Board Review - In Partnership with Derm In-Review

June 2015 | Volume 14 | Issue 6 | Features | 631 | Copyright © June 2015

Kathleen Sikora Viscusi, MD

The content of these questions and answers are taken from Derm In-Review. For more practice Q&A and Board prep study tools, visit
table 1
An 86-year-old Caucasian female with no significant past medical history presents with a 5-centimeter exophytic ulcerated nodule, as shown in Image A. Biopsy is performed and shows peripheral palisading, retraction artifact, fibromyxoid stroma, and strands of basophilic staining cells. After thorough discussion of treatment options, the patient is started on vismodegib 150 mg once daily. She returns for follow-up 45 days later, as shown in Image B. All of the following are true regarding the treatment medication except:
A.  Vismodegib targets a 7-transmembrane G-protein-coupled receptor.
B.  GLI1 expression is upregulated during treatment with vismodegib.
C.  In plasma, vismodegib is heavily bound to proteins, including high affinity binding with alpha 1-acid glycoprotein.
D.  Vismodegib has an estimated half-life of 12 days after single dose administration and four days after continuous once daily administration.
E.  Vismodegib is an oral small-molecule inhibitor of the hedgehog pathway (Hh).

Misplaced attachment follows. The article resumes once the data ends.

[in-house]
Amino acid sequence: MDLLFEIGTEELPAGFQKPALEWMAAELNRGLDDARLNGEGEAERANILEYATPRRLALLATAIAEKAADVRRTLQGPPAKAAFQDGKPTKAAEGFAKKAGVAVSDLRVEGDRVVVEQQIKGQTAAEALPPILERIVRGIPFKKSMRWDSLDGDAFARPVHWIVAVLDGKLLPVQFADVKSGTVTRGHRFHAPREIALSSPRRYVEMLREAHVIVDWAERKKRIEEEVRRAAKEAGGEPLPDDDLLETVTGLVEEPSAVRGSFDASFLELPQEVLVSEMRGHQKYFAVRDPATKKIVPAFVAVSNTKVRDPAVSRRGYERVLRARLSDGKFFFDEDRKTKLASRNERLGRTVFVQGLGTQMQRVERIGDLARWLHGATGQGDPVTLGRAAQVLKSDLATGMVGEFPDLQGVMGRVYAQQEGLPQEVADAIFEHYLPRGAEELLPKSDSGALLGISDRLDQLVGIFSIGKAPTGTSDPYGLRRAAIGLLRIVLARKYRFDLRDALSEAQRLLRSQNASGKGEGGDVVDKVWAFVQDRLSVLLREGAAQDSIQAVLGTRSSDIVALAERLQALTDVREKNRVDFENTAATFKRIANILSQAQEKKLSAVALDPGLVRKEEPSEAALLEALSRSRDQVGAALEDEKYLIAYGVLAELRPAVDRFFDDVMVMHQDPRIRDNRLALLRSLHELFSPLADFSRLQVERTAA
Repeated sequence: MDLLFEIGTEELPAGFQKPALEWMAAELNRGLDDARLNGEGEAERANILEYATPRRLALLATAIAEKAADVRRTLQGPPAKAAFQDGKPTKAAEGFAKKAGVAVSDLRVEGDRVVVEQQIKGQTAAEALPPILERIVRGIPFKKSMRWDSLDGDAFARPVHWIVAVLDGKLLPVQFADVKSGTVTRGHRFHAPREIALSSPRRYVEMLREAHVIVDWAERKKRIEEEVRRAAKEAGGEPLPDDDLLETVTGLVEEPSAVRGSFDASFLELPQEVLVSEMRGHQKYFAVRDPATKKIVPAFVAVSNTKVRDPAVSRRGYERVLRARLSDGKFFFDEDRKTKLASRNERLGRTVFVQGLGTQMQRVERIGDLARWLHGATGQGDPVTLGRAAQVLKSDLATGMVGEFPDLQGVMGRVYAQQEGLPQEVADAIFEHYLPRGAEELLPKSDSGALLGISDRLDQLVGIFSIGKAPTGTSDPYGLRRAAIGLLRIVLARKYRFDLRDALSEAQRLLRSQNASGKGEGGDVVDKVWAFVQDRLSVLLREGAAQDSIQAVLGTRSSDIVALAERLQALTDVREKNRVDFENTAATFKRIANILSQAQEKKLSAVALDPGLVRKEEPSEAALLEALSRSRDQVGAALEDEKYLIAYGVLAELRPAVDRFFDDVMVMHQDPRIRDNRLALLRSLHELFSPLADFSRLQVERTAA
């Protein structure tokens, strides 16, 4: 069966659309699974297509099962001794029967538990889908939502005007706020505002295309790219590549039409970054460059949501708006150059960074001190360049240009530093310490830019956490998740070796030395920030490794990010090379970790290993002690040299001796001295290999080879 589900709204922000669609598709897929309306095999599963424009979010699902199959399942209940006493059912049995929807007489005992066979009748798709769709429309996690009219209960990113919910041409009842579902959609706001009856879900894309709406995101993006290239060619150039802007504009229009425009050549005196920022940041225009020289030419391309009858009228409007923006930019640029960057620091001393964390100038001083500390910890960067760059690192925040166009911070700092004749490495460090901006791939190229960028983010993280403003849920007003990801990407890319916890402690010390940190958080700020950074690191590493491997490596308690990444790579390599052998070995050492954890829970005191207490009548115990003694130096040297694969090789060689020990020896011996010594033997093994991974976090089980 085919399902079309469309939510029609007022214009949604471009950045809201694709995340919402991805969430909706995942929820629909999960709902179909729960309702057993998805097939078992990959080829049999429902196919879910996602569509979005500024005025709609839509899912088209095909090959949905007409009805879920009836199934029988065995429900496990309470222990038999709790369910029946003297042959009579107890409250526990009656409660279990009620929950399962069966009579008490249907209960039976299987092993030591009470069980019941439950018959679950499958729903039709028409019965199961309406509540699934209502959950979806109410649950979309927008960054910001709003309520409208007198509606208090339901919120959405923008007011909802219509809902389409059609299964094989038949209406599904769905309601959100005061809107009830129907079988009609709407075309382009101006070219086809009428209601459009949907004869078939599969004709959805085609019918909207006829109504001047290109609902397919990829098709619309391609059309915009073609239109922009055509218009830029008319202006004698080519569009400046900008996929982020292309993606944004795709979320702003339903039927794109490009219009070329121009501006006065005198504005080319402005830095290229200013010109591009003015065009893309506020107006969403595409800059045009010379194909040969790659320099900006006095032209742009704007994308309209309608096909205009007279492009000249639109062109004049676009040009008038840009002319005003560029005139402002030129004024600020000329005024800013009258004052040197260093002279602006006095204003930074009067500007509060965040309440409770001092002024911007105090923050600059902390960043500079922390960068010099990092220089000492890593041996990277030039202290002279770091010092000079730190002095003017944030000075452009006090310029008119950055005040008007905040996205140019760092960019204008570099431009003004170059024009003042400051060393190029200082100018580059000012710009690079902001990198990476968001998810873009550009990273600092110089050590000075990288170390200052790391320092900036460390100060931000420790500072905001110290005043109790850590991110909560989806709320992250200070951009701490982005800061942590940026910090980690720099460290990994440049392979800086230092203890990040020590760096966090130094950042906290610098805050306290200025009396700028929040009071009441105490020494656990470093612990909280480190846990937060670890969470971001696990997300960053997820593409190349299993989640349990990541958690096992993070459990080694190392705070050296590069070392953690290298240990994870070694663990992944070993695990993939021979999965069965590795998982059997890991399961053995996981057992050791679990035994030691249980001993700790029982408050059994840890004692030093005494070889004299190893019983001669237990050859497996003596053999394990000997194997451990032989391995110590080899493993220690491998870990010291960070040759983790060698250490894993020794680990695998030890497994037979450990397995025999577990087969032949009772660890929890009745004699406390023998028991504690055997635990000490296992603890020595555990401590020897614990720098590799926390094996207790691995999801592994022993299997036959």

table 2
A 65 year-old Caucasian female complains of a lifelong history of progressive “cysts” on her face and body, as per the clinical image. She has not sought treatment for these in the past. History is significant for an unknown type of leukemia as a child treated successfully with a bone marrow transplant as well as similar “cysts” affecting her mother and maternal grandfather. Clinical exam reveals innumerable dermal and subcutaneous soft, mobile nodules and multiple (>10) evenly bordered tan/brown patches on the trunk and extremities, ranging from 2-4 cm in size. Based on the history and clinical presentation, which of the following tumors was most likely also present when the patient was a child?
A.  Angiofibromas
B.  Pilomatricomas
C.  Juvenile xanthogranulomas
D.  Basal cell carcinomas
E.  Trichoepitheliomas
table 3
A 45-year-old female patient presents with cosmetic concern regarding asymptomatic freckling on the lower lip of approximately 5 years duration. She reports gradual increase in pigmentation and number of lesions in the first 3 years, with lesions more or less stable in size and number during the most recent 2 years. She is otherwise healthy and denies any other somatic complaints. Personal and family history is negative for melanoma or other types of skin cancer, pigmentary abnormalities, colon polyps or cancer, cardiac disease and arrhythmias, or endocrine disorders. Complete physical exam is unremarkable other than ill-defined hyperpigmentation on the upper and lower vermilion of the lips and multiple brown macules on the lower lip, as shown, as well as a 2 mm wide longitudinal pigmented band on the right 3rd fingernail. Biopsy of a representative lesion on the lower lip reveals increased epithelial basal layer pigmentation and normal number and appearance of melanocytes. Based on clinical and histologic correlation, the patient is diagnosed with Laugier-Hunziker syndrome. What the most appropriate next step in managing this patient?
A.  Upper and lower endoscopy
B.  Reassurance as the pigmentation will fade naturally with time
C.  ACTH stimulation text
D.  Cardiac evaluation
E.  Q-switched alexandrite laserA.